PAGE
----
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Old 12-22-2012, 10:19 AM   #1
bwirthlin
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Anyone else, pulling an all nighter in the work shop, finishing up some last minute gifts? I've got a few more things to make so I'm sure this won't be the last late night before Christmas. Put the finish on a desk top picture frame, and a cutting board tonight. Pretty happy with how they both turned out. Luckily I had a few good beers to keep me motivated.
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Old 12-22-2012, 11:41 AM   #2
Airborneguy
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I wish I knew how to do stuff like that, awesome!
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Old 12-22-2012, 11:48 AM   #3
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That's some fine looking work there.
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Old 12-22-2012, 02:06 PM   #4
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Nice! But if it were me, I'd take that cutting board and run it through the table saw again - crosscut it in 3/4" strips, rotate each strip 90° (so end grain is up), and make a butcher block cutting board. It's much easier on the kitchen knives (the knife edge can slide between the end grain fibers, instead of chopping across grain)

 
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Old 12-22-2012, 03:58 PM   #5
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I'd like mine to be white oak with alternating cherry. Thanks.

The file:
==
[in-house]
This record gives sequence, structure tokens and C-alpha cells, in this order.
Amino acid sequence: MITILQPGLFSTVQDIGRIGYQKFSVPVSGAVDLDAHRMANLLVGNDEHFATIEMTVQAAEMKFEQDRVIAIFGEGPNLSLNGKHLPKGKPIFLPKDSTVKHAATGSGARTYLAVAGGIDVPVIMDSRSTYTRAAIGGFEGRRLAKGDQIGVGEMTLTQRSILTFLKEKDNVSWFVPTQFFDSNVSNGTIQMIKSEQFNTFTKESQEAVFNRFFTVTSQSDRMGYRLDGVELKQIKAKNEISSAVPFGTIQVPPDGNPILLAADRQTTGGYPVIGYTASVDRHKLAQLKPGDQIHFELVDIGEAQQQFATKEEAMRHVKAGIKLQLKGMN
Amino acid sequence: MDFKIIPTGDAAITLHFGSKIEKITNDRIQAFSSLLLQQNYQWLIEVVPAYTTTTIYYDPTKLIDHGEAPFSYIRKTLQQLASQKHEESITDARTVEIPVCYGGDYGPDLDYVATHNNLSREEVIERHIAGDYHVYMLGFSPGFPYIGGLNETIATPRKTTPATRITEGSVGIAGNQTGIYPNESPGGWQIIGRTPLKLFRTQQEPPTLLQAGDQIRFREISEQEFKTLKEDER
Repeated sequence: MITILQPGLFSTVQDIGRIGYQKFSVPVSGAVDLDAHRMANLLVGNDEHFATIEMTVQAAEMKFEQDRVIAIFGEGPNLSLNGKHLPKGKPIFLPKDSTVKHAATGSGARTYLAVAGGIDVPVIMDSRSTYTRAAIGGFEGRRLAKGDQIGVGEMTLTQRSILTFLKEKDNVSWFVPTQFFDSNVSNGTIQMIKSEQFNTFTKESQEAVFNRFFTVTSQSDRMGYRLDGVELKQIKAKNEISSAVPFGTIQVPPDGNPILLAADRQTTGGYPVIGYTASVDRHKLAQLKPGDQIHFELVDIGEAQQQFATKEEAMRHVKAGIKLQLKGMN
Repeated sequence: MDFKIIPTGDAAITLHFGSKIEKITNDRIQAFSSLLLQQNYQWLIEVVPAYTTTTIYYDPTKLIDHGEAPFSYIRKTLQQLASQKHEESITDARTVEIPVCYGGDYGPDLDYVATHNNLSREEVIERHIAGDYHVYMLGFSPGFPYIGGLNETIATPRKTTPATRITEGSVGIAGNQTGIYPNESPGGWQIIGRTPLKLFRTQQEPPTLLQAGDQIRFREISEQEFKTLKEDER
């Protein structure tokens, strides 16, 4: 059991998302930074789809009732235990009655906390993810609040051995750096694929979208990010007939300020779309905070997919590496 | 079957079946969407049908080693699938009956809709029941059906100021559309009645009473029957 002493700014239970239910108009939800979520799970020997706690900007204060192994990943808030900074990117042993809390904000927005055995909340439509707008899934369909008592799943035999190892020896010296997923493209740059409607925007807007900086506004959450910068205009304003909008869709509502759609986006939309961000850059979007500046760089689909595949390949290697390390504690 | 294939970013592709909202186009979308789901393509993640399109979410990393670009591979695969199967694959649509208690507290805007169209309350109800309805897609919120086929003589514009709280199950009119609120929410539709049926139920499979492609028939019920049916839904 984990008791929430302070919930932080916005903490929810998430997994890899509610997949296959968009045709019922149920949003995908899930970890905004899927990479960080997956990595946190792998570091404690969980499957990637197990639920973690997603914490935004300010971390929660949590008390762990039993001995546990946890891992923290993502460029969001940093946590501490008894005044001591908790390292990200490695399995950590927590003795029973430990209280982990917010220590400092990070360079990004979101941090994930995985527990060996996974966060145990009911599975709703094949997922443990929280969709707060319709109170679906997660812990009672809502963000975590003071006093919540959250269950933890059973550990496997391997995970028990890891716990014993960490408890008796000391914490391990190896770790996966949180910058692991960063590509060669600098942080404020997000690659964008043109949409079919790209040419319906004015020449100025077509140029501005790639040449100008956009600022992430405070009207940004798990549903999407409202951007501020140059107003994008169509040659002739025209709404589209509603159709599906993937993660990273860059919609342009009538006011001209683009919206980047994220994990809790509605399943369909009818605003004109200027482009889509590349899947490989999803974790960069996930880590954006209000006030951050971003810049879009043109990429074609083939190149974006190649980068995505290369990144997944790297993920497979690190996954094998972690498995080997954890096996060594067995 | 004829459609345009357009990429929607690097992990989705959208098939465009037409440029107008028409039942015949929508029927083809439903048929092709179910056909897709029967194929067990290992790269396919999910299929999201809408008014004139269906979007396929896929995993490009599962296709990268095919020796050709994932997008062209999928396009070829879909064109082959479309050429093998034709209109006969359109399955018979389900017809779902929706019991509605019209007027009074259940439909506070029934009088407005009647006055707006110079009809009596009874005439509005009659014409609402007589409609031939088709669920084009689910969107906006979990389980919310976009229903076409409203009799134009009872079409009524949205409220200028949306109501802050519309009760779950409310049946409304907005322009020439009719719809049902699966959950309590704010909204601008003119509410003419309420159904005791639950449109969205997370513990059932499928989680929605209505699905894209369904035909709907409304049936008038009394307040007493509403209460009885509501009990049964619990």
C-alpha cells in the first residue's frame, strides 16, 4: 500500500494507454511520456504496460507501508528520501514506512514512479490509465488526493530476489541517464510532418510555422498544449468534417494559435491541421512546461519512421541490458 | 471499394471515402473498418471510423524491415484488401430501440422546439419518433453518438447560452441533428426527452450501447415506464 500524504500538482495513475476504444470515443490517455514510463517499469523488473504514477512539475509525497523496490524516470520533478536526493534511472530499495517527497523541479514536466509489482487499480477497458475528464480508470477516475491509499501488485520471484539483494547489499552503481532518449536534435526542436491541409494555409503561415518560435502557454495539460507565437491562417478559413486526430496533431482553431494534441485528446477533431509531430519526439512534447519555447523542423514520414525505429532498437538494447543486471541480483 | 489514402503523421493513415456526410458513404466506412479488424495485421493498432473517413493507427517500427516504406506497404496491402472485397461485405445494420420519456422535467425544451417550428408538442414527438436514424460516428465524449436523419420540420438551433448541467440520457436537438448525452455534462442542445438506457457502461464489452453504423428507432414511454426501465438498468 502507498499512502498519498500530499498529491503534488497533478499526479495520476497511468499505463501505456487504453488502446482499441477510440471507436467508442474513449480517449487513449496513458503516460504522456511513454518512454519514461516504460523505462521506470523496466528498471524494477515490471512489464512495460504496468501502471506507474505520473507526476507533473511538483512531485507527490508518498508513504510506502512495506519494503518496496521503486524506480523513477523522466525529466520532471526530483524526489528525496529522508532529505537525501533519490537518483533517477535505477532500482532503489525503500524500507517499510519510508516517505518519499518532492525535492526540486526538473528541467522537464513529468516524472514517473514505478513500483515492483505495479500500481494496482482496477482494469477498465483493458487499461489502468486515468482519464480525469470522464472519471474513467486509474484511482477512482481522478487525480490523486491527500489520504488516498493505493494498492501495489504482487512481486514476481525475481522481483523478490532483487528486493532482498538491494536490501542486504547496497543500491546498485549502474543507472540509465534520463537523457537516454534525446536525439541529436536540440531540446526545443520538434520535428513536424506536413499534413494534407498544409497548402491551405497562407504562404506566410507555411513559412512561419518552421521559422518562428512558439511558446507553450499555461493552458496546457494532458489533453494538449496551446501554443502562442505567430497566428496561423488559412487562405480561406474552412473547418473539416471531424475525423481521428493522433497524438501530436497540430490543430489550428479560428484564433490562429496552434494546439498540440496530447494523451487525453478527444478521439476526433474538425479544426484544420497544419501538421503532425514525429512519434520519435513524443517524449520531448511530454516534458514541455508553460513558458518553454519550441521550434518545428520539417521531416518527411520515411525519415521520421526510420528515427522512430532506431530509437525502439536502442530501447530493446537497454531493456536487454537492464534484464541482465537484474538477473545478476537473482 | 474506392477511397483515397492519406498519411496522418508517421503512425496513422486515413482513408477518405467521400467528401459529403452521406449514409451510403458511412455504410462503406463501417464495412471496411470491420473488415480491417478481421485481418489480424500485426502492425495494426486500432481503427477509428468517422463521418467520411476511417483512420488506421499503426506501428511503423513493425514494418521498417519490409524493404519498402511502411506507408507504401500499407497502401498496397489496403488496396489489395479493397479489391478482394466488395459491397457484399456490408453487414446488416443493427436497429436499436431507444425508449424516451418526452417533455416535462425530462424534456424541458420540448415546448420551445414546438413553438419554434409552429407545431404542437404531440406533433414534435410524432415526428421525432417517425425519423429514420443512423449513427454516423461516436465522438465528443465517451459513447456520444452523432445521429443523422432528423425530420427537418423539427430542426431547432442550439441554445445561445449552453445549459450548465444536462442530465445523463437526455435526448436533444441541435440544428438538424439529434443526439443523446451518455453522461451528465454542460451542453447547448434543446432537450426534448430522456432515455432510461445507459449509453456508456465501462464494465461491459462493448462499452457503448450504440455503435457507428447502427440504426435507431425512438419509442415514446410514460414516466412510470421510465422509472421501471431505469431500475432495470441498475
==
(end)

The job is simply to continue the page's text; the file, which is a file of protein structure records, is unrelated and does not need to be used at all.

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Old 12-22-2012, 04:19 PM   #6
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Quote:
Originally Posted by Zuljin View Post
I'd like mine to be white oak with alternating cherry. Thanks.
oak(open grain wood) is not good for cutting boards, the open pores will contract food particles
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Old 12-22-2012, 04:37 PM   #7
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Quote:
Originally Posted by PackerfaninSanDiego View Post
oak(open grain wood) is not good for cutting boards, the open pores will contract food particles
I've got one in my kitchen I made from hard maple and cherry. Beautiful board, but I need to refinish it (had some minor issues with the first finish job.) Once I have time to work again, I fully plan on making a half dozen or so for Christmas gifts next year.

 
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Old 12-22-2012, 05:43 PM   #8
bwirthlin
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This one is hard maple and American walnut. I went with a side grain board as apposed to an end grain for vegetables and other non meat products. The side grain is slick and hard so your knife will glide across it better when cutting. End grain tends to grab a little more, it's fine for meat because you're typically not doing any type of fancy repetitive knife work, but for this particular board side grain was the best.

 
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Old 12-22-2012, 05:43 PM   #9
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Here are two cutting boards I made back in 1996 out of birch, walnut and cherry. Made these for some family and friends.........yes they need to be cleaned.....and never, ever, ever, nerver, ever, ever put cutting boards in the dishwasher!!
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Old 12-22-2012, 05:50 PM   #10
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^^sure is a lot of wood in that pic.
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